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Archive for February, 2004

Ultra-Low Analysis of Pesticides and PCB Aroclors in Ground Water

Wednesday, February 4th, 2004

Ultra-Low-Analysis-of-Pesticides-and-PCB-Aroclors-in-Ground-WaterThe toxicity and environmental impact of organochlorine pesticides and polychlorinated biphenyls (PCBs) is well documented. Routine environmental analysis of these compounds has remained largely unchanged since the advent of EPA method 8081 and EPA method 8082. However, recent instrumental advances and implementation of ultra-trace extraction techniques have allowed for significant improvements in detection limits.

The CAS Kelso laboratory has developed procedures that produce detection limits low enough to meet the requirements of the majority of studies. The extraction and analysis procedures include modifications to increase sensitivity, but still meet the requirements of the traditional EPA SW846 methods. Samples are prepared according to EPA Method 3520C with modifications, including a 2L continuous liquid-liquid extractor. Special glassware handling techniques are incorporated to minimize potential background contamination.


Measurement of Trace Level Mercury by EPA Method 1631

Wednesday, February 4th, 2004

Measurement-of-Trace-Leve--Mercury-by-EPA-Method-1631Mercury is responsible for over three-quarters of all contaminant-related advisories for threats to human health. During the 1990’s, the number of mercury related fish consumption advisories more than doubled, despite significant decreases in the total mercury emissions over the last 20 years. The increase in advisories is probably the result of more testing rather than more contamination.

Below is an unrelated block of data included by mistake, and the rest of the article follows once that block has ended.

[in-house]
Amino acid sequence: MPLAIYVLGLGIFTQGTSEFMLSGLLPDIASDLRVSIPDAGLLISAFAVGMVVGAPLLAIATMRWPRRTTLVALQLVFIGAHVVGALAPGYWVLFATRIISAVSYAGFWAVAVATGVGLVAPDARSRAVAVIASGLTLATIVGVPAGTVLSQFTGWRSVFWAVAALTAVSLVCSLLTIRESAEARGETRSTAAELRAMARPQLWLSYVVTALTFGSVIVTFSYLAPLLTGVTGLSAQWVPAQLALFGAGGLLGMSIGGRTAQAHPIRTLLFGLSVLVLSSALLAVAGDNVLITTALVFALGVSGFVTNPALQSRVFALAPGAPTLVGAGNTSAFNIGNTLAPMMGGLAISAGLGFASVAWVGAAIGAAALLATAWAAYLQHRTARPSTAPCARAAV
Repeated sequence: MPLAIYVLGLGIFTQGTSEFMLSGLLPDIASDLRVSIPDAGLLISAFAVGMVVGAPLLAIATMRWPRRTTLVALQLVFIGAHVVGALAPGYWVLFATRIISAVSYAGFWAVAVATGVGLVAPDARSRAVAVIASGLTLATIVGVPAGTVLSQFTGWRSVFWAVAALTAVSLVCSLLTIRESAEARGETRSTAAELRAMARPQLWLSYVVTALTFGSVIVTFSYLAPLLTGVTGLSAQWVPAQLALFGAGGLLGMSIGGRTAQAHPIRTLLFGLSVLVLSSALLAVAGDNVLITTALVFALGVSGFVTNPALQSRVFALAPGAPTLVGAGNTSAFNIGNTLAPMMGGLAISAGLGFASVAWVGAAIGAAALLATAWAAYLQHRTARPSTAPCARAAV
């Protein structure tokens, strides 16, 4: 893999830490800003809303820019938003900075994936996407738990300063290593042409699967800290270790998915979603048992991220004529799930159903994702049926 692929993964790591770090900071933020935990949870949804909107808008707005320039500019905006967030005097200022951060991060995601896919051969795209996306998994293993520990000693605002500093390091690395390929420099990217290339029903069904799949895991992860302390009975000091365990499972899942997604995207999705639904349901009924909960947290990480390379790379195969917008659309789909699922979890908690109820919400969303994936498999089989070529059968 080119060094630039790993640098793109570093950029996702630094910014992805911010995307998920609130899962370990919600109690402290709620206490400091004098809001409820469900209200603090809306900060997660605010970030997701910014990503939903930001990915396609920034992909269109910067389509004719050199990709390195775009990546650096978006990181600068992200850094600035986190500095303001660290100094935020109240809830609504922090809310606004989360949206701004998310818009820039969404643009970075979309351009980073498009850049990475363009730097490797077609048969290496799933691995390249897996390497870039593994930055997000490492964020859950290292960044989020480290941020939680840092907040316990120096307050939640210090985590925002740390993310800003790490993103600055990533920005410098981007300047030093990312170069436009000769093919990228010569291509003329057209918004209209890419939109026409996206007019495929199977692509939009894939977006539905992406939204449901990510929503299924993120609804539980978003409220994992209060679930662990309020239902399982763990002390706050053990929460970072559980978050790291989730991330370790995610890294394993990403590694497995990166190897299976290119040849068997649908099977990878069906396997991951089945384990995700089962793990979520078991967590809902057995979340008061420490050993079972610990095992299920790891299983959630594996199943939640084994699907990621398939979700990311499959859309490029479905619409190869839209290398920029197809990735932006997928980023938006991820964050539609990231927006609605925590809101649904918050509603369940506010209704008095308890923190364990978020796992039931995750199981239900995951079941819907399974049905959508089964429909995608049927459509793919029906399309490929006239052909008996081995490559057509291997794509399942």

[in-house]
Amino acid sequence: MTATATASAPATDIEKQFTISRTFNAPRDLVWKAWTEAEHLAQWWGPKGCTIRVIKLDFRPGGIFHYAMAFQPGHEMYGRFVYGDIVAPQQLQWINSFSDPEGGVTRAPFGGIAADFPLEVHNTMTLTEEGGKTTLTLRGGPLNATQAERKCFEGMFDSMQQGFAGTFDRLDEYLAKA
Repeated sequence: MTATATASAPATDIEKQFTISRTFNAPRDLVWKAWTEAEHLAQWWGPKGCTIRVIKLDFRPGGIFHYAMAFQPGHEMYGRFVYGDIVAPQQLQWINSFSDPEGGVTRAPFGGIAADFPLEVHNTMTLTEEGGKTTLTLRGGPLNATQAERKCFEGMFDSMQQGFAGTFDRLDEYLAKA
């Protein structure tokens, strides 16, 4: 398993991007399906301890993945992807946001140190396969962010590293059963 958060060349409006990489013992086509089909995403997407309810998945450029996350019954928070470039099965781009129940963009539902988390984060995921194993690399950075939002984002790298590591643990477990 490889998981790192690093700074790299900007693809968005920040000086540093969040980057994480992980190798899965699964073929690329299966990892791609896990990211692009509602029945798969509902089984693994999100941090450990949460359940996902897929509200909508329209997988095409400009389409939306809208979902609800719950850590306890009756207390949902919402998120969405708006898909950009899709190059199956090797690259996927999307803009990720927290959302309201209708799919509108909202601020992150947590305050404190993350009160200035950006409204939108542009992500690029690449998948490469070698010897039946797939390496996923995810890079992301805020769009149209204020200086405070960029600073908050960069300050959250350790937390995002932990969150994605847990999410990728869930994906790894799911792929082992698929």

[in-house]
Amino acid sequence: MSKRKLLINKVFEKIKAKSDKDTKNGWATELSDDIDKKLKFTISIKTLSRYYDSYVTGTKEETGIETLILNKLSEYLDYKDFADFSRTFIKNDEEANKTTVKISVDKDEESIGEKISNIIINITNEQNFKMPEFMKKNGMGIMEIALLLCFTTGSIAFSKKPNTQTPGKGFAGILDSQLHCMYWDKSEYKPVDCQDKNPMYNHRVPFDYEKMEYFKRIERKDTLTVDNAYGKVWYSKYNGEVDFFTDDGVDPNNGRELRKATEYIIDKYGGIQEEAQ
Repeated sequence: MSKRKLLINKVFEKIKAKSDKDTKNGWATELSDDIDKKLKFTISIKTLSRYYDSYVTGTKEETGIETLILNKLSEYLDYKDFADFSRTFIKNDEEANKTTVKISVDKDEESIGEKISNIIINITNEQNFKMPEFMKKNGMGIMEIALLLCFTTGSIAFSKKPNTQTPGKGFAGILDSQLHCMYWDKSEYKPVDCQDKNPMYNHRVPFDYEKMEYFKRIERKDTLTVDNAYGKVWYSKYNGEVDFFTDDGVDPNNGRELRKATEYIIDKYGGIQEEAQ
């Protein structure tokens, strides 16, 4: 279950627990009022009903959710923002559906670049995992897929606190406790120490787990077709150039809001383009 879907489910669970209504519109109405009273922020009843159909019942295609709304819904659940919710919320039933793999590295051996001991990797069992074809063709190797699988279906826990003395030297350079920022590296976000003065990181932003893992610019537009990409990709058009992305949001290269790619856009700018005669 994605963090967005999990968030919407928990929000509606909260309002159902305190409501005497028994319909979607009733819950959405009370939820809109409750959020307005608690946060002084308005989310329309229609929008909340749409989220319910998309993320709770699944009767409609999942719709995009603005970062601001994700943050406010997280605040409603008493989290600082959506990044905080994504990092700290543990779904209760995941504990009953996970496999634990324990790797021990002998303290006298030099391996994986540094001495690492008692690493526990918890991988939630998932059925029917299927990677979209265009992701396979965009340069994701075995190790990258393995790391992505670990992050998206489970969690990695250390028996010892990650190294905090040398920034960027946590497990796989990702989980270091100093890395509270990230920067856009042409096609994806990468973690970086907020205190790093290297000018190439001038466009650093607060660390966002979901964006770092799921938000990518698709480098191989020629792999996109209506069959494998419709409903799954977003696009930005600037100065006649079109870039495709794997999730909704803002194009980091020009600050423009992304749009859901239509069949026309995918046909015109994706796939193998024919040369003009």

While the contamination is showing up in lakes and fish, most mercury does not come from effluent, rather is derived from atmospheric deposition. Atmospheric transport and subsequent bioaccumulation of mercury can affect aquatic ecosystems far from mercury sources. According to EPA estimates, emissions from coal-fired utilities account for 13 to 26 percent of the total (natural plus anthropogenic) airborne emissions of mercury in the United States. Thus, the EPA has begun to regulate emissions from power plant boilers and process heaters.


Sampling and Analysis of the Atmosphere Surrounding an Egyptian Mummy

Tuesday, February 3rd, 2004

The Department of Antiquities Conservation of the J. Paul Getty Museum recently requested assistance from CAS’ Simi Valley Air Quality Laboratory to sample and analyze the atmosphere surrounding a second century Egyptian mummy. About six years ago, the mummy was sealed in a case containing ambient air. The museum wished to determine the volatile and semivolatile organic compounds off-gassing from the mummy. One purpose of the study was to determine the impact of off-gassing on other artifacts that were to be displayed with it.

Compounds of interest included low molecular weight organic acids, volatile organic chemicals, and the semivolatile compound, guaiacol. Guaiacol is a component of cedar oil and one of the embalming fluids used by the Egyptians.The other chemicals were associated with previous restoration activities with the mummy.

In order to collect the samples, two holes were drilled in the case housing the mummy. Sampling ports consisting of Teflon tubing (1/4” OD) and a ferrule and female Swagelok fitting were installed in the holes. The ports were sealed off at the time of installation and only opened during sampling periods.